One of the things that will be worked out in your divorce is the payment of spousal support, also known as alimony. Alimony is the financial obligation to make payments to the other spouse for a predetermined length of time in order to prevent the divorce from causing undue financial hardship on either person. The court will usually take into consideration the length of the marriage, the contributions of each spouse to the marriage, and the future earning potential of each spouse when deciding spousal support.
Should I take a lump sum alimony payment?
In most cases, alimony will be paid in monthly installments to the other spouse. Should one spouse miss a payment, the other is allowed to take legal action to obtain that money. With this kind of responsibility, one spouse may choose to make one lump sum alimony payment to avoid having to partake in the monthly payments. If this sounds like a good option, both spouses must agree to the lump sum amount and ensure that the spouse that is paying the lump sum amount has the available resources to do so.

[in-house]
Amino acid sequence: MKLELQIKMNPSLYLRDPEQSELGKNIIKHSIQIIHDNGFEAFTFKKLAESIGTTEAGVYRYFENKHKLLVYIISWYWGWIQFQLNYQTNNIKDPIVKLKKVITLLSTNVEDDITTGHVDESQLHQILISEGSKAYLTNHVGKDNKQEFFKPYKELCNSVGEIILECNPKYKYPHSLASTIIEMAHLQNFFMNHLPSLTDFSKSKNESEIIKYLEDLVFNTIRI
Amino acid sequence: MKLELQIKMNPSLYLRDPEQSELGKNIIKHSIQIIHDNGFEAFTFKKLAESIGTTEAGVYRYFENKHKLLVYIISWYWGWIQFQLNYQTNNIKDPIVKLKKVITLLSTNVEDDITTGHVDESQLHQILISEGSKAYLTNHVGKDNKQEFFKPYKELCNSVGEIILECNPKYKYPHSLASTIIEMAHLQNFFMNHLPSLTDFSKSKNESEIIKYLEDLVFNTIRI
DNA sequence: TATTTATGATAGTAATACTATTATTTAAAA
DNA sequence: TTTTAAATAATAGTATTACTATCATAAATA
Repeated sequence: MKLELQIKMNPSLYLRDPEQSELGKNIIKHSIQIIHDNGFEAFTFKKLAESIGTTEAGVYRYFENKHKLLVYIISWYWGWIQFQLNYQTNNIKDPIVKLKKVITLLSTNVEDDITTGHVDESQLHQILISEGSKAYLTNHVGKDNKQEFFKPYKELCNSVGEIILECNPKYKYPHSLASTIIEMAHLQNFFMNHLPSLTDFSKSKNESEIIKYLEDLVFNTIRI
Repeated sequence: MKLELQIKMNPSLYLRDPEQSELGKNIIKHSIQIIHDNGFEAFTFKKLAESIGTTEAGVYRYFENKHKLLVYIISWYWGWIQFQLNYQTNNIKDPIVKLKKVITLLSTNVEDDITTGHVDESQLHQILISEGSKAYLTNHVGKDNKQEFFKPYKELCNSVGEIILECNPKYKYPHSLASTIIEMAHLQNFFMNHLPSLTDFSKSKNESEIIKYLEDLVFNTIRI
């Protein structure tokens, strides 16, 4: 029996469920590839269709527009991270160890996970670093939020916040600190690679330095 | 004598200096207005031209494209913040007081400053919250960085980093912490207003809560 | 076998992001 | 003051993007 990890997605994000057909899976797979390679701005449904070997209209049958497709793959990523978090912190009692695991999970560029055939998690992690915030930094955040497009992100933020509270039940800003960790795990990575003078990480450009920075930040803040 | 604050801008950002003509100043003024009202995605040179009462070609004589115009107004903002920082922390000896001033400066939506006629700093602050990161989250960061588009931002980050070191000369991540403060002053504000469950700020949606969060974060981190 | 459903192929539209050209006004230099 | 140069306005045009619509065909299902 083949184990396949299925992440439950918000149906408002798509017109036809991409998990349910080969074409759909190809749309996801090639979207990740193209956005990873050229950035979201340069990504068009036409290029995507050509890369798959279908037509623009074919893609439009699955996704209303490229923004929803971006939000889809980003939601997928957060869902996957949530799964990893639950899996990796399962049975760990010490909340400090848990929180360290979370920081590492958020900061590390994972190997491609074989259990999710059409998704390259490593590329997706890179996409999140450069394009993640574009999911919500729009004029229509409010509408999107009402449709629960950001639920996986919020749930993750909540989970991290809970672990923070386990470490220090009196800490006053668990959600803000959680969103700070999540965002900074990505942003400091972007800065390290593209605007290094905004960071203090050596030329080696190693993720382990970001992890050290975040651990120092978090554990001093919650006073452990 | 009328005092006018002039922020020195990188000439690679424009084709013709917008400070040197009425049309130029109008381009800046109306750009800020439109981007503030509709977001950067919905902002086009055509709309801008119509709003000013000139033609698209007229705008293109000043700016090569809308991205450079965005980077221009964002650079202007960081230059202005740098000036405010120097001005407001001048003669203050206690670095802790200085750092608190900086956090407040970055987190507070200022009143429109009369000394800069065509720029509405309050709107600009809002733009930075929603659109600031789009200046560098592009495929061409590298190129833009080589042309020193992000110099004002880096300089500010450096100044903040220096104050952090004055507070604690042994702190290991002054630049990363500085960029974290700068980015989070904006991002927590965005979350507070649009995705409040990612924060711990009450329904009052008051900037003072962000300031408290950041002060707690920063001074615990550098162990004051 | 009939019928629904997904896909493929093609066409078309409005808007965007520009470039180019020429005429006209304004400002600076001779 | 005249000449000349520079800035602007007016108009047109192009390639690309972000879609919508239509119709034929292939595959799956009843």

Some benefits of taking a lump sum payment alimony include:
- Getting more money up front than may be received over the course of many years
- Being freed from collections problems that can arise from monthly payments
- The ability for spouses to be freed of obligations to one another
While these advantages may make receiving a lump sum alimony award worthwhile, it should also be noted that there are tax consequences that apply. The year the alimony sum is received, a spouse may be taxed on the full amount. If it is considered a settlement, the money may not be taxed. Speaking with a divorce attorney can help determine which option of alimony, whether it be a monthly sum or lump sum amount, will be the best option to suit your needs.